Published: 15 Oct 2015
15 October 2015, 2:17pm Michael O'Connor, CFMEU National Secretary Michael O'Connor, CFMEU National Secretary
The Turnbull Government's plans for a Ministerial working party to crack down on exploitation of foreign visa workers was farcical given the Government intends to bring in more foreign workers whose exploitation will be entrenched through the China Free Trade Agreement.
"This Government has continuously denied that there is any problem with exploitation of overseas workers on temporary visas," CFMEU National Secretary Michael O'Connor said.
"There are 1.3 million overseas visa holders with working rights in Australia, at a time of skyrocketing youth unemployment.
"The instances of exploitation of overseas workers are well documented - and likely the tip of the iceberg.
"A Ministerial committee is not going to fix the problem when the door is being left open for more temporary overseas workers and less regulation under the China Australia Free Trade Agreement (ChAFTA).
"The ChAFTA deal will allow Chinese companies to bring in their own workforce on projects worth $150 million with no requirement to seek local labour first and pay them less.
"Furthermore, ChAFTA will abolish mandatory skills assessment in 10 trades. This is not only unacceptable at a time of high unemployment, it is extremely dangerous for industries like forestry, mining and construction.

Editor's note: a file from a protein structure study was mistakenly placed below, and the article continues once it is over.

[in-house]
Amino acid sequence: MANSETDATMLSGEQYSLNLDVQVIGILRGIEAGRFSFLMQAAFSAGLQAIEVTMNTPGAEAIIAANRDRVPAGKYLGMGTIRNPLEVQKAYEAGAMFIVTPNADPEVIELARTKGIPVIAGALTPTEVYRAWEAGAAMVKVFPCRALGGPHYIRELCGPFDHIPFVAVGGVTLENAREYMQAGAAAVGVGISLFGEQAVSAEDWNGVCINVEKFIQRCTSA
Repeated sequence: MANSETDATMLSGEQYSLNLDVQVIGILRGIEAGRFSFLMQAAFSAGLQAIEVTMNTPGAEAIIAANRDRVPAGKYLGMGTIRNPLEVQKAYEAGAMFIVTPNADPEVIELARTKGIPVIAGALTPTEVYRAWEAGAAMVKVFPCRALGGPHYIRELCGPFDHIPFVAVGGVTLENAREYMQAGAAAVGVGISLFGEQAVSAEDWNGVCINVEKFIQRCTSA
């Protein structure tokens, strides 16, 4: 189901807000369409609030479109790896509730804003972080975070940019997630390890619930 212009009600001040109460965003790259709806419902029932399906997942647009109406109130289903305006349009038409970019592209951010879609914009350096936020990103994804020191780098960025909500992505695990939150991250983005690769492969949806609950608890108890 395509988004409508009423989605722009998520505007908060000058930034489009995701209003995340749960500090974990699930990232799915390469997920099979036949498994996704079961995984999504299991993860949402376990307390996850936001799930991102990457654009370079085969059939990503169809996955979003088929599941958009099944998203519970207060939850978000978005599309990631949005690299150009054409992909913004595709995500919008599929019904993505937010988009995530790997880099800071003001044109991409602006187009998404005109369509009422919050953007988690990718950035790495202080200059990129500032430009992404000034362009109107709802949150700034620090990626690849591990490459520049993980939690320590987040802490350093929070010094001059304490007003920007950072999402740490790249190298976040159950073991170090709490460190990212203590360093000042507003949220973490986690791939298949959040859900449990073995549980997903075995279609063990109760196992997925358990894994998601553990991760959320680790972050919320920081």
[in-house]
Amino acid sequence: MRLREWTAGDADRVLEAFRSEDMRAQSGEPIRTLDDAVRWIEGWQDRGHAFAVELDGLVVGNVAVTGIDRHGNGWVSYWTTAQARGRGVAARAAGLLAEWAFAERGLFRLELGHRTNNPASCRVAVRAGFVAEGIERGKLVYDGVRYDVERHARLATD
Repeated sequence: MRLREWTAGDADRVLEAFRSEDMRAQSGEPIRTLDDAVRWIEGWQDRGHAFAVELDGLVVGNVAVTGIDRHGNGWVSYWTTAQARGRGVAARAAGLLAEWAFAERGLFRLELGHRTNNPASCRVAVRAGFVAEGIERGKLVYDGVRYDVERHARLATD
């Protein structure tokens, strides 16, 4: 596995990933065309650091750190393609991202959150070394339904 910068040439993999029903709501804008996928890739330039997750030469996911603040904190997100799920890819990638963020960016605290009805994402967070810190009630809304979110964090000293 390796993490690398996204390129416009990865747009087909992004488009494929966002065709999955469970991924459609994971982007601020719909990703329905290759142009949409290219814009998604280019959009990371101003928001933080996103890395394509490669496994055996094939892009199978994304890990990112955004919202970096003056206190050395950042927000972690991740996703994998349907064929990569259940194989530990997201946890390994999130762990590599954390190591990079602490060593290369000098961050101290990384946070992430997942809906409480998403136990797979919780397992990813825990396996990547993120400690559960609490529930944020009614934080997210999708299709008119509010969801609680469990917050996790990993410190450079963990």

"Combined with the lowering of the English language skills requirements, it not only exacerbates safety risks but means workers would have difficulty understanding their rights, making them more vulnerable to exploitation.
"This Government voted against labour market testing when it was introduced for some job categories, sending the message that employers can bring workers from overseas without advertising jobs local workers.
"And they've taken funding from the Fair Work Ombudsman - which investigates workplace breaches - and given it to the Fair Work Building Commission - a partisan political watchdog on a mission to destroy unions and dilute their ability to support exploited workers.
"A Ministerial working group is a farce, and if the Government was serious about overseas worker exploitation and alleviating extreme youth unemployment it would abandon the anti-worker provisions in the ChAFTA deal and strengthen the temporary work visa system."